Jello Biafra wants to know
“Questions are the No. 1 impediment to progress,” boomed Jello Biafra during the sardonic opening piece of his Wednesday spoken-word show at the Henry Fonda Music Box Theatre. Then the erstwhile leader of hard-core punk band the Dead Kennedys spent hours urging fans to fight the status quo by asking such questions as, “How is this war going to make our country safer?”
The generally well-informed Biafra started from common ground -- being safe from terrorism is good, Saddam Hussein is bad -- and then turned sharply left, criticizing the wars against terrorism and Iraq for exposing Americans to more danger.
He also chastised the mainstream media, denounced the Bush administration’s domestic agenda, decried corporate global power and rehashed his legal travails with former bandmates.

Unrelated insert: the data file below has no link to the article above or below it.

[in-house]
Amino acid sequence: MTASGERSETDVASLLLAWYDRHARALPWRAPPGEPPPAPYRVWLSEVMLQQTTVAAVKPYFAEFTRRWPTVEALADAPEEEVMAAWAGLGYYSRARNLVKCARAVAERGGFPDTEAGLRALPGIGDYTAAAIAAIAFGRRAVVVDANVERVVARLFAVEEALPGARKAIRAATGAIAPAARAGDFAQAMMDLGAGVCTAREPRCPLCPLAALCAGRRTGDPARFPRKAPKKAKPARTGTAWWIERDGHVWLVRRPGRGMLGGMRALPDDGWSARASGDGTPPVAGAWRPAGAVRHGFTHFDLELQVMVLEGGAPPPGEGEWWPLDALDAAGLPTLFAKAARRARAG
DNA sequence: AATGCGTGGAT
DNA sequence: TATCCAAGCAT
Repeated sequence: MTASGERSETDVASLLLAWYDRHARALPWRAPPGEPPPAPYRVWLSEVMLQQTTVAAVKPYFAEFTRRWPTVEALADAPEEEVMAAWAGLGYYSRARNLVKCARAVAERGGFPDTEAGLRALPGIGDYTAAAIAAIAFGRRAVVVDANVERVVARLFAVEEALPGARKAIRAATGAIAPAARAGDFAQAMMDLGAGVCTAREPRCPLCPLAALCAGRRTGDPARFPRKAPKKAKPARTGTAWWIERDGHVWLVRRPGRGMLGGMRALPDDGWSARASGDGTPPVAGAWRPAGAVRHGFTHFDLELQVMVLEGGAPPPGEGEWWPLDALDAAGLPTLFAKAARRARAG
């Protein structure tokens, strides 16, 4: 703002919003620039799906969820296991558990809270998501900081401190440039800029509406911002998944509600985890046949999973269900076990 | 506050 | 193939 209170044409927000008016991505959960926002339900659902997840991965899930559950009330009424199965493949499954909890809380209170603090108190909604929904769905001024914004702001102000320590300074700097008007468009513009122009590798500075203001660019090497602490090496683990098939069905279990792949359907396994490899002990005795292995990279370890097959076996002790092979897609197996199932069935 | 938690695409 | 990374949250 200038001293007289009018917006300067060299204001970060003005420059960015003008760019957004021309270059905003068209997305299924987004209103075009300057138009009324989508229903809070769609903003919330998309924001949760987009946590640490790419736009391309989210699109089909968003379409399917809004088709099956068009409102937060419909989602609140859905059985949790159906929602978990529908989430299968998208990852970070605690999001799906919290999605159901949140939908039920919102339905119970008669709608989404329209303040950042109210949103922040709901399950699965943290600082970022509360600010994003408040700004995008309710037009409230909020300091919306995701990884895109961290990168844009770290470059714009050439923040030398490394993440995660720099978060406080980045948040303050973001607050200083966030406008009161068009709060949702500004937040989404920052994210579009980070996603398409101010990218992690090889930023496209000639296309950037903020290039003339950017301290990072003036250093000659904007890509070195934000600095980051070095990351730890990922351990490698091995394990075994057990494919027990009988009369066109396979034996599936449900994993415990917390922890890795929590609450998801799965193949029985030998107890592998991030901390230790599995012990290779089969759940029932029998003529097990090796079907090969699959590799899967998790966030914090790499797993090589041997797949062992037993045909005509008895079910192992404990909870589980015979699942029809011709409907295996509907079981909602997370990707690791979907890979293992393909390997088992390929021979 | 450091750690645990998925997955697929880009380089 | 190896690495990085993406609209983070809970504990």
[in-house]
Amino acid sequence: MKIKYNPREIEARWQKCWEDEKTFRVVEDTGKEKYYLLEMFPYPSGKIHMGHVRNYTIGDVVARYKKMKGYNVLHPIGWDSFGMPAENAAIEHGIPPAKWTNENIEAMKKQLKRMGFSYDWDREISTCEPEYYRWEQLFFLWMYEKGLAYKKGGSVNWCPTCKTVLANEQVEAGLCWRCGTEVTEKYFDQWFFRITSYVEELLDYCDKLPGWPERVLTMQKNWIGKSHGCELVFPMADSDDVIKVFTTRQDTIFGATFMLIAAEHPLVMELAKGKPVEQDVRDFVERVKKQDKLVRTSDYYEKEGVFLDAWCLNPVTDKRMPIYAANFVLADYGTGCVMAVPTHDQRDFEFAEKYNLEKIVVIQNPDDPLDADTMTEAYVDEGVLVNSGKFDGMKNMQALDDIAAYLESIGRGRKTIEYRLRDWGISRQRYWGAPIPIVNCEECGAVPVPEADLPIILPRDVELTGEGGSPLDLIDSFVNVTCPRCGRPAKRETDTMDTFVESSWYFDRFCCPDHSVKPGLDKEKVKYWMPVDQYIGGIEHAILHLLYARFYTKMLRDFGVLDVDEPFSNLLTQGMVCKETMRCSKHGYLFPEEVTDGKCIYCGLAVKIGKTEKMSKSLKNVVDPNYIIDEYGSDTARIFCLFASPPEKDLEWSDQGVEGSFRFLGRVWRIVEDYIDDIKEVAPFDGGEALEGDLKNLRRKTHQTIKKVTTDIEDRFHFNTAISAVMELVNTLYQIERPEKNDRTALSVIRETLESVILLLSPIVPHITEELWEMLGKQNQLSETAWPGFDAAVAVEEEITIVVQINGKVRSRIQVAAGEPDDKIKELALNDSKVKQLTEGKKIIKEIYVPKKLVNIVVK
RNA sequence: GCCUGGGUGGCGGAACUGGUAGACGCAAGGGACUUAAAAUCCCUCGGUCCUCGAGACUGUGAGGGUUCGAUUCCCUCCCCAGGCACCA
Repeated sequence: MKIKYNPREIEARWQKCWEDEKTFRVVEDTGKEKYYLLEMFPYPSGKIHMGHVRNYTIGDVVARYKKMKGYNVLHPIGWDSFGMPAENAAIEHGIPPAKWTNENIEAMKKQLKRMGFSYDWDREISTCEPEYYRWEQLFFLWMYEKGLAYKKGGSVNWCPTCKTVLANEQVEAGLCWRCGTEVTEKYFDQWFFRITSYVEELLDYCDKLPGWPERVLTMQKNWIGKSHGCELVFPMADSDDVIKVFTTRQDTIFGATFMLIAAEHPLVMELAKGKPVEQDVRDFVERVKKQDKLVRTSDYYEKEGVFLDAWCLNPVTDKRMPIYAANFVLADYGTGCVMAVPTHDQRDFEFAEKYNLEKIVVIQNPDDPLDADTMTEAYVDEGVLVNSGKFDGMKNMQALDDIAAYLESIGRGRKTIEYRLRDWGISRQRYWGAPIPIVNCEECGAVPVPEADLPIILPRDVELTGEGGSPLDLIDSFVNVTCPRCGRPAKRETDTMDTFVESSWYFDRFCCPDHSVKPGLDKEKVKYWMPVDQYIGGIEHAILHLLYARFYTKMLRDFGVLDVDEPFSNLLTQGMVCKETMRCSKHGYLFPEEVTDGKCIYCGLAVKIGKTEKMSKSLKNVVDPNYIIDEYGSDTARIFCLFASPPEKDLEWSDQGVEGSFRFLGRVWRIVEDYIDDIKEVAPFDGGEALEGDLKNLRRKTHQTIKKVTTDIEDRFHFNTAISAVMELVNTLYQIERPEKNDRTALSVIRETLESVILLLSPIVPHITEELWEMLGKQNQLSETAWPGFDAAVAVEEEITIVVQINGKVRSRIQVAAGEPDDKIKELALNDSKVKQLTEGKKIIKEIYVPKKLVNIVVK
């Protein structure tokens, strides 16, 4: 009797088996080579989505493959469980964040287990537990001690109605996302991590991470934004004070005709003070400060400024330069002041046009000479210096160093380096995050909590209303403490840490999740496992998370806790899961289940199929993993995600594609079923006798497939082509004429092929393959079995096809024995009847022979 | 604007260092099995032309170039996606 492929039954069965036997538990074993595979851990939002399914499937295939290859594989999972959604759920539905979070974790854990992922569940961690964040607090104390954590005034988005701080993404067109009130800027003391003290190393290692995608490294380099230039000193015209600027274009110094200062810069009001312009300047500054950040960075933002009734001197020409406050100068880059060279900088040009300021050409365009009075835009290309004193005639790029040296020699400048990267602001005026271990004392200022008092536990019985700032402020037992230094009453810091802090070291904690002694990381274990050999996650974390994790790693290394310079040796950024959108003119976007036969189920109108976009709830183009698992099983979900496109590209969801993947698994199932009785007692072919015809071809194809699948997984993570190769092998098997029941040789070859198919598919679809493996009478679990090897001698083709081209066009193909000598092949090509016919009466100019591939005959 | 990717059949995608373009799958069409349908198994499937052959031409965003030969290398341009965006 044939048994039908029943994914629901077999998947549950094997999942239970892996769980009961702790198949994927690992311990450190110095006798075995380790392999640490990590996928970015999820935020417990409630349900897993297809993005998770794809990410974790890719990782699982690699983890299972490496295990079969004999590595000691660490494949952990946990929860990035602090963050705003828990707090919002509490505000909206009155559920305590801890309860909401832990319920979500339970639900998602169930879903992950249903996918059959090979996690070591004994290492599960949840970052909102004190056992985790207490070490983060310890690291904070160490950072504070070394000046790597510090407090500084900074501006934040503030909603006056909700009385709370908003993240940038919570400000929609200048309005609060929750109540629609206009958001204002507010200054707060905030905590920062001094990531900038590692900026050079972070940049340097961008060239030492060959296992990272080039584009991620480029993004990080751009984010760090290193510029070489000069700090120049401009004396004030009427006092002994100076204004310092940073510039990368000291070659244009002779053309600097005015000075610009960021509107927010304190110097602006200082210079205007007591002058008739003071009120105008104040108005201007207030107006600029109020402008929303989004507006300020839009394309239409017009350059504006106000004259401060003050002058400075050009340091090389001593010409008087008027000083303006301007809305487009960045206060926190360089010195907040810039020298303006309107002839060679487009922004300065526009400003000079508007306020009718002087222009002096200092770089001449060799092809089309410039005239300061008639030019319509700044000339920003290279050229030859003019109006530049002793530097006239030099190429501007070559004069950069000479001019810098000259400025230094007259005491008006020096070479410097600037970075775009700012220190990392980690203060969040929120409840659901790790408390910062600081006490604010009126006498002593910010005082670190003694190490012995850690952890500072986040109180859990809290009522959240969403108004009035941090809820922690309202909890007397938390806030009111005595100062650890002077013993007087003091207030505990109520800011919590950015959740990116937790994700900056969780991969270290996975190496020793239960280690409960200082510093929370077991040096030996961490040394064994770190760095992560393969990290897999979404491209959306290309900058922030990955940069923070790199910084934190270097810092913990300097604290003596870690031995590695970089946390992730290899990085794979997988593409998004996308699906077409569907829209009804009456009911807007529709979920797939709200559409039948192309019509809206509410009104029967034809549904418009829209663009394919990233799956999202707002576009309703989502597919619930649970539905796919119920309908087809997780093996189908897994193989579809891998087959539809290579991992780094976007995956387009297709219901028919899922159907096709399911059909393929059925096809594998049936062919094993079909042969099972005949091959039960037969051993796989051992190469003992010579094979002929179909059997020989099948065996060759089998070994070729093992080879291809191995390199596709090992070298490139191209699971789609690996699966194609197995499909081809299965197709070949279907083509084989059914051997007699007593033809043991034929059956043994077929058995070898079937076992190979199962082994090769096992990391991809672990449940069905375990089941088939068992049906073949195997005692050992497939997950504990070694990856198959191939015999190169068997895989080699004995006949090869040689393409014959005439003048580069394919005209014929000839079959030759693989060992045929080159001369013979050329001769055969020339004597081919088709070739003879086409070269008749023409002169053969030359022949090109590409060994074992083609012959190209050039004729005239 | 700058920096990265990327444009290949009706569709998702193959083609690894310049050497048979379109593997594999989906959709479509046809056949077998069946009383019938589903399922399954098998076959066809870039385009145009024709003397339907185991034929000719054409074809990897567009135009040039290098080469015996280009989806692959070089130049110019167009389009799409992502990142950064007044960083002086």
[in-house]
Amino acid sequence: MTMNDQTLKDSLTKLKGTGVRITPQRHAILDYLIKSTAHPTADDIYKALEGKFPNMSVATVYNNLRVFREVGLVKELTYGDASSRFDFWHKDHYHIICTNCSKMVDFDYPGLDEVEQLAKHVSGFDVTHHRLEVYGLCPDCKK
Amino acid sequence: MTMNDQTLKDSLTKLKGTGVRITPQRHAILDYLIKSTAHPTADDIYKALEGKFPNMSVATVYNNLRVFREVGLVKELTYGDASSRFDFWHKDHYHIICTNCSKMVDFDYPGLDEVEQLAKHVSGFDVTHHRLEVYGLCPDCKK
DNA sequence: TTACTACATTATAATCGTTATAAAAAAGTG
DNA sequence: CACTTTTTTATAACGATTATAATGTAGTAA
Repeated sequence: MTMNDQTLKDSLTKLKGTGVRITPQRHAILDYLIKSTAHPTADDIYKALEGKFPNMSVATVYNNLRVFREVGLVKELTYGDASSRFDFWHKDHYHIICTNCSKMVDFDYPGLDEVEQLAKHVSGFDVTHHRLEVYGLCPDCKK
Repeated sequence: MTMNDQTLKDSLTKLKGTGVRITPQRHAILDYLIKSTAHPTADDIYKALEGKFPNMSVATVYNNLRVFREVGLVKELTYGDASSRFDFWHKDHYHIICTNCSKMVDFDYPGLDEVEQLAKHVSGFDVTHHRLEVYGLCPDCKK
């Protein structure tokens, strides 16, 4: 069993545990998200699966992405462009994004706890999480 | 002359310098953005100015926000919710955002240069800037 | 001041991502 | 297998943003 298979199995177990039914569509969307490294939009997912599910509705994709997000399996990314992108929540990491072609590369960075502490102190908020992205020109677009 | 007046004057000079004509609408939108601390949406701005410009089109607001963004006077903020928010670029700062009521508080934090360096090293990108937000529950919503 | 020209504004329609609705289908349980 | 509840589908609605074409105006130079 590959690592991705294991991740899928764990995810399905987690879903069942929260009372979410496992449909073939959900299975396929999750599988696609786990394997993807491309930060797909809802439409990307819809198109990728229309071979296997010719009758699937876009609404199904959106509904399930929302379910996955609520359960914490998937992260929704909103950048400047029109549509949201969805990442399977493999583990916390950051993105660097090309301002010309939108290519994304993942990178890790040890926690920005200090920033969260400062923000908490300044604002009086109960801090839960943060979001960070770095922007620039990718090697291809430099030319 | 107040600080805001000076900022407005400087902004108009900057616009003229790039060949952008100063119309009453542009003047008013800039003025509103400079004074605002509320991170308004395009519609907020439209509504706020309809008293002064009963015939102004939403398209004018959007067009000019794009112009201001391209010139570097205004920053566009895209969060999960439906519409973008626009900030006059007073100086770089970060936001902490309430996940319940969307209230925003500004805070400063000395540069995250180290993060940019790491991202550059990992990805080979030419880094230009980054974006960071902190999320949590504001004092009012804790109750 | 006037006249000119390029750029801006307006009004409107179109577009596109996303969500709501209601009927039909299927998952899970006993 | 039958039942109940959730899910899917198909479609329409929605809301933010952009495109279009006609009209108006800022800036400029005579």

Something like a really long college lecture, except funnier, the program went quickly while Biafra was speaking, but momentum suffered when he took a 40-minute break after his first two-plus hours on stage. Still, despite his tendency to over-explain things to a mostly like-minded crowd, he left an urgent impression. Biafra’s intriguing-yet-depressing refresher course on the many Persian Gulf War figures back in play proved key among many important points. Recent history is too easily washed away by the flood of current events, but what matters isn’t merely whatever’s flashing across our TV screens. It’s our duty as Americans to stay informed, to remember what came before so we can more clearly see, and deal with, the present.